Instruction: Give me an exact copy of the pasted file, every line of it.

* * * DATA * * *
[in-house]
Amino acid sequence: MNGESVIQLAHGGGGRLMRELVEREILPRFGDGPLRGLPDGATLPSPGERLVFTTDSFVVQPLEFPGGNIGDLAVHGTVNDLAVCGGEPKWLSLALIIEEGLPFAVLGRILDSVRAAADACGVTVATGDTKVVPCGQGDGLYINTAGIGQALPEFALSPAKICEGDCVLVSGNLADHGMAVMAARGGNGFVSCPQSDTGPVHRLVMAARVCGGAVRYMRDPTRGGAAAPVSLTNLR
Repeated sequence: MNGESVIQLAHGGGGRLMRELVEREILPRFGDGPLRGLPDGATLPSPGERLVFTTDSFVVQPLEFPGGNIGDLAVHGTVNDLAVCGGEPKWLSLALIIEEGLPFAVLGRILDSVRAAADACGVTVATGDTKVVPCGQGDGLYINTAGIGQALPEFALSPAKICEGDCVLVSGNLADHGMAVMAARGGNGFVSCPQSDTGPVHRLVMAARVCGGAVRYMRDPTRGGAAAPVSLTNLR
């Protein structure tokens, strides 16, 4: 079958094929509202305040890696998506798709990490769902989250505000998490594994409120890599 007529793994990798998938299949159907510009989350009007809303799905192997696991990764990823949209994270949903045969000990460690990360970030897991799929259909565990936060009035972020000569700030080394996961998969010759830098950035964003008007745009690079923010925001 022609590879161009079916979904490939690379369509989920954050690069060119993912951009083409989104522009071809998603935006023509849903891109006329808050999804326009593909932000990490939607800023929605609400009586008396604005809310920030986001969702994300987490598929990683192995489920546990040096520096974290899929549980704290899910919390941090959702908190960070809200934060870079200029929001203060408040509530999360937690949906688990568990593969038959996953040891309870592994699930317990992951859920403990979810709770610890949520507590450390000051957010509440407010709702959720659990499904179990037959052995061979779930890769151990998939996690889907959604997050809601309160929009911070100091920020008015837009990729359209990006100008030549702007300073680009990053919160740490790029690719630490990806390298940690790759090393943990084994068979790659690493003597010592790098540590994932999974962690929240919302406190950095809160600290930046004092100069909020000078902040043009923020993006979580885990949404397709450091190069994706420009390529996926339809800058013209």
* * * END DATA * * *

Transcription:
[in-house]
Amino acid sequence: MNGESVIQLAHGGGGRLMRELVEREILPRFGDGPLRGLPDGATLPSPGERLVFTTDSFVVQPLEFPGGNIGDLAVHGTVNDLAVCGGEPKWLSLALIIEEGLPFAVLGRILDSVRAAADACGVTVATGDTKVVPCGQGDGLYINTAGIGQALPEFALSPAKICEGDCVLVSGNLADHGMAVMAARGGNGFVSCPQSDTGPVHRLVMAARVCGGAVRYMRDPTRGGAAAPVSLTNLR
Repeated sequence: MNGESVIQLAHGGGGRLMRELVEREILPRFGDGPLRGLPDGATLPSPGERLVFTTDSFVVQPLEFPGGNIGDLAVHGTVNDLAVCGGEPKWLSLALIIEEGLPFAVLGRILDSVRAAADACGVTVATGDTKVVPCGQGDGLYINTAGIGQALPEFALSPAKICEGDCVLVSGNLADHGMAVMAARGGNGFVSCPQSDTGPVHRLVMAARVCGGAVRYMRDPTRGGAAAPVSLTNLR
């Protein structure tokens, strides 16, 4: 079958094929509202305040890696998506798709990490769902989250505000998490594994409120890599 007529793994990798998938299949159907510009989350009007809303799905192997696991990764990823949209994270949903045969000990460690990360970030897991799929259909565990936060009035972020000569700030080394996961998969010759830098950035964003008007745009690079923010925001 022609590879161009079916979904490939690379369509989920954050690069060119993912951009083409989104522009071809998603935006023509849903891109006329808050999804326009593909932000990490939607800023929605609400009586008396604005809310920030986001969702994300987490598929990683192995489920546990040096520096974290899929549980704290899910919390941090959702908190960070809200934060870079200029929001203060408040509530999360937690949906688990568990593969038959996953040891309870592994699930317990992951859920403990979810709770610890949520507590450390000051957010509440407010709702959720659990499904179990037959052995061979779930890769151990998939996690889907959604997050809601309160929009911070100091920020008015837009990729359209990006100008030549702007300073680009990053919160740490790029690719630490990806390298940690790759090393943990084994068979790659690493003597010592790098540590994932999974962690929240919302406190950095809160600290930046004092100069909020000078902040043009923020993006979580885990949404397709450091190069994706420009390529996926339809800058013209």